Thursday, February 7, 2013

JUST US wedding trend ...

I don't usually post links to articles, but this one struck me today ~ so I felt inclined to write about it.

I have performed more than a few of these - funny how people mock them (and often judge what I do) when in all actuality, many of my weddings are what they should be about: the bride & groom ... not the reception, the guests, the invitations, etc.  That's what the celebration party should be for ....  I find the same people that judge these types of weddings are also the kind that prefer "the show" type of wedding.  I perform those as well.  The only difference between me and the church/synagogue/etc. weddings y'all attend - is mine do not include any form of religion.  Mine are SOLELY about the bride and groom. 

* your wedding day should be whatever you want it to be ~ don't do what is expected or what other people want or have ~ unless that is what YOU, the Bride and Groom, want.

Just my two cents.


'Just us' wedding trend: Couples ditch the guests

Getty Images stock
Bride and groom only? Some couples are throwing lavish weddings for themselves, without friends or family.
By Wendy Grossman Kantor, TODAY contributor
Marybeth Eustice had been engaged for six years, having repeatedly pushed the wedding date off. Whenever she thought about planning her wedding, she was overcome by stress. Even deciding who to choose for her bridesmaids seemed like a burden.
Then last November, the couple decided to finally get married — but not invite anyone.
"We just wanted it to be about us," said Eustice, a 29-year-old dental assistant from Orlando, Florida. "At big weddings, I noticed the bride and groom are entertaining the guests and don't get to spend a lot of time with each other — we love spending time together. And, it's really about [us] at the end of the day."
Weddings-for-two, as bridal planners call them, are a growing trend, says Kelly Karli, owner of Frosted Pink Weddings in Vail, Colorado. "It's been popping up more and more," Karli told
Less is more?
With the struggling economy, couples still want to get married — and they want more than a courthouse elopement. Brides want an expensive dress, a beautiful bouquet, a photographer and flowers. But one expense some couples are willing to cut? The guests.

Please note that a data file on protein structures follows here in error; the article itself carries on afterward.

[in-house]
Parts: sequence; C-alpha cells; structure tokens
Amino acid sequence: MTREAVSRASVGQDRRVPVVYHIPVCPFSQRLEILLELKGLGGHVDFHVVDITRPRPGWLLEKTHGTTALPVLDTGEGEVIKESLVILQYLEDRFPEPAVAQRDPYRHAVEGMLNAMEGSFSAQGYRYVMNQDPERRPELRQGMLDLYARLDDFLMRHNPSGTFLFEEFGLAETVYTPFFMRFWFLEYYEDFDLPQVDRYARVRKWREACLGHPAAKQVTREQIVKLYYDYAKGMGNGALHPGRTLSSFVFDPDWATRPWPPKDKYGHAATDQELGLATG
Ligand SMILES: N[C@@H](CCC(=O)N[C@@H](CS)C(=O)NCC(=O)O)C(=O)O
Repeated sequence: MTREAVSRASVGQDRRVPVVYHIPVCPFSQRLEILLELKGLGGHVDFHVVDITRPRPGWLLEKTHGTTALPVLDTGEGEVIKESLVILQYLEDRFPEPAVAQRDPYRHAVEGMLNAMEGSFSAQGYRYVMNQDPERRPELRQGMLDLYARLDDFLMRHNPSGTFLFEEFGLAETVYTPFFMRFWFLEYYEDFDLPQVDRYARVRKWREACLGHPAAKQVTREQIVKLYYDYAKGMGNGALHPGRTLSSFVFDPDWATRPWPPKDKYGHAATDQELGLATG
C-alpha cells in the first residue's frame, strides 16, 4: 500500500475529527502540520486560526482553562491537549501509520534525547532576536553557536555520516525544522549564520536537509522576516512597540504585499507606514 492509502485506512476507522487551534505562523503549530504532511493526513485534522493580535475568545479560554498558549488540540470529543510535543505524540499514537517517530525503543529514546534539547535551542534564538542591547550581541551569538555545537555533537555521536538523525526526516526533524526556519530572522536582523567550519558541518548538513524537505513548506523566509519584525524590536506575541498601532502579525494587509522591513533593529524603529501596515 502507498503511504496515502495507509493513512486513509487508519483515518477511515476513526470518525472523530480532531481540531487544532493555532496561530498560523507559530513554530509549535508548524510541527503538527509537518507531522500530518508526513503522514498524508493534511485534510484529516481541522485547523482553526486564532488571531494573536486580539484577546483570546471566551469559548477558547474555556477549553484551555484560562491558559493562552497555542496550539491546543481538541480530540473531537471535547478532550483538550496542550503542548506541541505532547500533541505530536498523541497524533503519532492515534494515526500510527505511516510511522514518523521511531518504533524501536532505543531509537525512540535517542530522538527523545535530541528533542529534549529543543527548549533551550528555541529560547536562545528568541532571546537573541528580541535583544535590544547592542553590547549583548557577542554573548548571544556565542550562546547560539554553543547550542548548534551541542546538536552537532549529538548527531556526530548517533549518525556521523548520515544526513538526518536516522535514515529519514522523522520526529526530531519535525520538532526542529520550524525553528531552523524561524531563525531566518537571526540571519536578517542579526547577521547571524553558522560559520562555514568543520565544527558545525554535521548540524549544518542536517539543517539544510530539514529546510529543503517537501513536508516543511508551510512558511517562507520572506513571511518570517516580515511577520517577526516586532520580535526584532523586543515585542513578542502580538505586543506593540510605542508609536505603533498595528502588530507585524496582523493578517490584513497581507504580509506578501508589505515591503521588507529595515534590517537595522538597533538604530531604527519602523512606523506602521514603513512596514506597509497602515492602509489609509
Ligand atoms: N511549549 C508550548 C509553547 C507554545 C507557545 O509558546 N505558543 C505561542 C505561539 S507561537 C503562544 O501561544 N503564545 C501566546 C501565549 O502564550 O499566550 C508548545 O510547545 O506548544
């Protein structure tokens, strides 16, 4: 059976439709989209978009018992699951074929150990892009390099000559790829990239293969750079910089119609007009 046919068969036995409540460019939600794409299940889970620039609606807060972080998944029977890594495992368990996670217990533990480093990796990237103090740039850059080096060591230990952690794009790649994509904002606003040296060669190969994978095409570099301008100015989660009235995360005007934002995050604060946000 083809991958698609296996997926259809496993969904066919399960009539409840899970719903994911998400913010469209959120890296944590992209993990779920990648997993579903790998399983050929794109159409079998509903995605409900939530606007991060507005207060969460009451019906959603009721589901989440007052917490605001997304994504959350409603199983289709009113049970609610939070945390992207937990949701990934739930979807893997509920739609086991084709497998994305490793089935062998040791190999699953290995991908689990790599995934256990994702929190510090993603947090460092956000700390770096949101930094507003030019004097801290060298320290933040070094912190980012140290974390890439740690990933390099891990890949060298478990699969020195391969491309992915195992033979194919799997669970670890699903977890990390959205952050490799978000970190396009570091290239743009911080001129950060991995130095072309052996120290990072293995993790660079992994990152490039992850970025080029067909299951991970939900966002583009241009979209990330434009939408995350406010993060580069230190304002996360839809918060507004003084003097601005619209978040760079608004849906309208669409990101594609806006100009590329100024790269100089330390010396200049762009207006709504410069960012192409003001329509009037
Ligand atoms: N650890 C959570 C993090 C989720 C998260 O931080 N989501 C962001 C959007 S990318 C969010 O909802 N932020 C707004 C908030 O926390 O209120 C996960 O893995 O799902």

One bonus of planning a "just us" wedding is that you have a lot more leeway in the budget, Karli explained.
"You're able to have a really great dinner and the best filet or the best wine," she said. "You're able to have the wedding that you want."
But the biggest bonus, she says, is that there's zero stress. They don't have to deal with a seating chart, feuding relatives, an uncle who can't eat what's on the menu, or a grandmother who hates the centerpieces.

MaryBeth Eustice
Of her fall nuptials, MaryBeth Eustice said "We just wanted it to be about us."

Courtesy Andrea Eppolito
Andrea Eppolito planned a lavish wedding at the Four Seasons Las Vegas for just herself, her husband, and her baby.
Las Vegas wedding planner Andrea Eppolito loves planning these smaller weddings so much she decided to have one herself this past fall.
"It's one of my favorite trends," said the 35-year-old newlywed. "It's about you, your life, your relationship, and what matters to the two of you. At the end of the day, it's what your marriage should be about."
Eppolito didn't want to have a big reception two months after having a baby – especially since her father isn't able to travel to give her away. But she still ordered an Ulla-Maija couture gown, had her hair and makeup done, booked a florist and selected a lavish menu at the Four Seasons Las Vegas.
Maybe in a year, she said, she'll throw a black-tie reception and invite all the friends and family.
"Then I'll wear a Vera," she says. "Or a Reem Acra."
'You're going to regret it someday'